R&D,Biology,News

Targeting RNA: A Key Part of Disease Research and Therapeutic Developments

3 years ago By Charlotte Di Salvo
Ribonucleic acid (RNA) has proven in the last decade to be a valid therapeutic target for a multitude of diseases. The ability to manipulate the genetic code to produce almost any protein is one of the many advantages that has also led to the development of RNA-based vaccines. This article looks at many positive outcomes continued research into this molecule can bring, including successful mRNA COVID-19 vaccines and the discovery of small molecules against RNA targets in HIV.

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Introduction to RNA

RNA is a molecule made up of small building blocks called nucleotides. RNA is primarily single-stranded, however special RNA viruses exist as double-stranded. RNA is synthesised from DNA by an enzyme known as RNA polymerase in a process called transcription. The primary function of RNA is protein synthesis which occurs in a process called translation. Other critical functions include the modification of other RNAs and regulation of gene expression during growth and development. The three main forms of RNA involved in protein synthesis are mRNA (messenger RNA), rRNA, and tRNA.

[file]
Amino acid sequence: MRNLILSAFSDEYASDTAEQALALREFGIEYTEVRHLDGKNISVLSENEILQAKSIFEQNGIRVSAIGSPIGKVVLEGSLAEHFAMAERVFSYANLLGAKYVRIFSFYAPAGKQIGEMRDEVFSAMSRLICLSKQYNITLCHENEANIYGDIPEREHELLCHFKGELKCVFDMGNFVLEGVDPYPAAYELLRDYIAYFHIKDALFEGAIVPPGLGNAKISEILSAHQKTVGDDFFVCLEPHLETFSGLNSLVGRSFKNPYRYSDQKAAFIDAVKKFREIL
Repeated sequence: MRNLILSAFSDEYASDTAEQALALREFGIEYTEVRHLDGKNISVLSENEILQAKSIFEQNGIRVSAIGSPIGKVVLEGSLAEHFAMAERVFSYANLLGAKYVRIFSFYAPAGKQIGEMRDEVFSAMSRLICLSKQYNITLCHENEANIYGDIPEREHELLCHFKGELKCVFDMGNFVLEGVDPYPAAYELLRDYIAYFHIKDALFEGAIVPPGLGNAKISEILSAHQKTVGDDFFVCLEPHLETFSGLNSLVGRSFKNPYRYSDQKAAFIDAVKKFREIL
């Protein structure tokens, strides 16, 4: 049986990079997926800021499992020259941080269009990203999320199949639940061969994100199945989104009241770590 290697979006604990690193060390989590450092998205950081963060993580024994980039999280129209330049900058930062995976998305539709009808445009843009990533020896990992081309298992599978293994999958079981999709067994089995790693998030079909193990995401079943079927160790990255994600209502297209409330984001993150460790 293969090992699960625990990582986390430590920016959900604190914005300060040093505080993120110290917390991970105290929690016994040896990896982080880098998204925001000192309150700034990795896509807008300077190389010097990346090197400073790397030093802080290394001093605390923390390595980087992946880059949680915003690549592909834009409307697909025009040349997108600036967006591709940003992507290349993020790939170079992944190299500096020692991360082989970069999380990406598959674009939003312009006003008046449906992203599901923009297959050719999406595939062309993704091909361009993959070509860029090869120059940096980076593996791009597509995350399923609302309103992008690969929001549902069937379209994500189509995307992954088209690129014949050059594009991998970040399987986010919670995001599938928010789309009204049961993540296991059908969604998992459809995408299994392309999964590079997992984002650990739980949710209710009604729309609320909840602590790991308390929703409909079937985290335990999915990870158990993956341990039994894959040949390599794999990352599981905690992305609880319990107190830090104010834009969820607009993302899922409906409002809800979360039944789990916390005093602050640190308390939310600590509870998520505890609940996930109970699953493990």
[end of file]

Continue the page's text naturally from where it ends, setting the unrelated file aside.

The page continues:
In terms of their association with disease, genetic mutations that occur in RNA are a problem. Errors in the sequence of nucleotides can result in defects in the RNA complex impacting the cellular processes that RNA maintains. As a result, disruption to cellular processes can lead to disease development.